Middle of the Road Guy,
I really don’t appreciate your tone in this comment. If you don’t like soren’s comment, please find a different way to express it. Thanks.
I only use the tram for lunch trips…and the tram is rarely full then.
If you do not work at Ohsu you are hardly in a position to comment or correct someone who does
Somewhat related: I think there is a big need for a better way to cross over or under I-5 in that area, without taking a long detour.
there is, its on the pedestrian bridge. the kick up to the hospital is a challenge, but nothing a multigeared bike couldn’t handle.
Why is the map above omitting the pedestrian bridge? It makes the problem seem much worse if you ignore the bridge and the trails that get you right up to the base of the OHSU campus.
Without the elevator, you might prefer the sidewalk of macadam.
Thanks for catching that. The graphic designer was working off street data and that must have somehow gone missing. This is a shuttle-only map. For the big closure, there will be separate maps for biking and pedestrians, who will need far more details to navigate the maze of paths in that area. For now, I recommend the City’s walk + bike maps: https://www.portlandoregon.gov/transportation/39402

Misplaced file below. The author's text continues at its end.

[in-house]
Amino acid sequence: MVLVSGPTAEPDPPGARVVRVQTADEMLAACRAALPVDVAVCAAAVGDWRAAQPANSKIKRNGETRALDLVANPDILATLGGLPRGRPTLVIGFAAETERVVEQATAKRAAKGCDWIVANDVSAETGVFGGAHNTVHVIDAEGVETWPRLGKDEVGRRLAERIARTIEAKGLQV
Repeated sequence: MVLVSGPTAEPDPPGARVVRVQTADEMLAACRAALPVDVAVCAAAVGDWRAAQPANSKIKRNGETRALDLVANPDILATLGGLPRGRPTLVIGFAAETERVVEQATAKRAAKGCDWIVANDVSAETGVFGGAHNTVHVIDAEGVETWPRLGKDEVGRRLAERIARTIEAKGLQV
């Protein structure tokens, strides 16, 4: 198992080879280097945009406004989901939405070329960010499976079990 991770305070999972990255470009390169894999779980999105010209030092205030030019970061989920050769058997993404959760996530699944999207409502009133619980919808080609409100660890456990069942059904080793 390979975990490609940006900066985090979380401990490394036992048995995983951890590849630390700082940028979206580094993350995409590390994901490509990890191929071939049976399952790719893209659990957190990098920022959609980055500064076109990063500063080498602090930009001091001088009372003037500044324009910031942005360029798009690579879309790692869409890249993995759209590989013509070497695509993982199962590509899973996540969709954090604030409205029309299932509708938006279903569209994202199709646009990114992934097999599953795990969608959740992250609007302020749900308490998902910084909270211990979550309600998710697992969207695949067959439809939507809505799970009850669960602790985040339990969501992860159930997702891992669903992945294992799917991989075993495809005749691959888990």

Condor Ave climbs road to Terwillager, Also Woods St has a trail connector with a few stairs up to Terwillager, both very good riding, and direct.
For most able bodied people, walking is probably the best option. I used to take lunchtime walks with coworker in her mid 60’s who wasn’t particularly fit, and it took us about 20 min going down, 25 going up from the bottom to the BICC. Younger and more fit people should be able to do it in less without without straining themselves.
This means it takes less time to walk than ride even before factoring wait time — and you know they won’t have enough capacity. And no matter how you look at it, the walk will certainly be more enjoyable. The route is decent and is mostly quiet except near Barbur.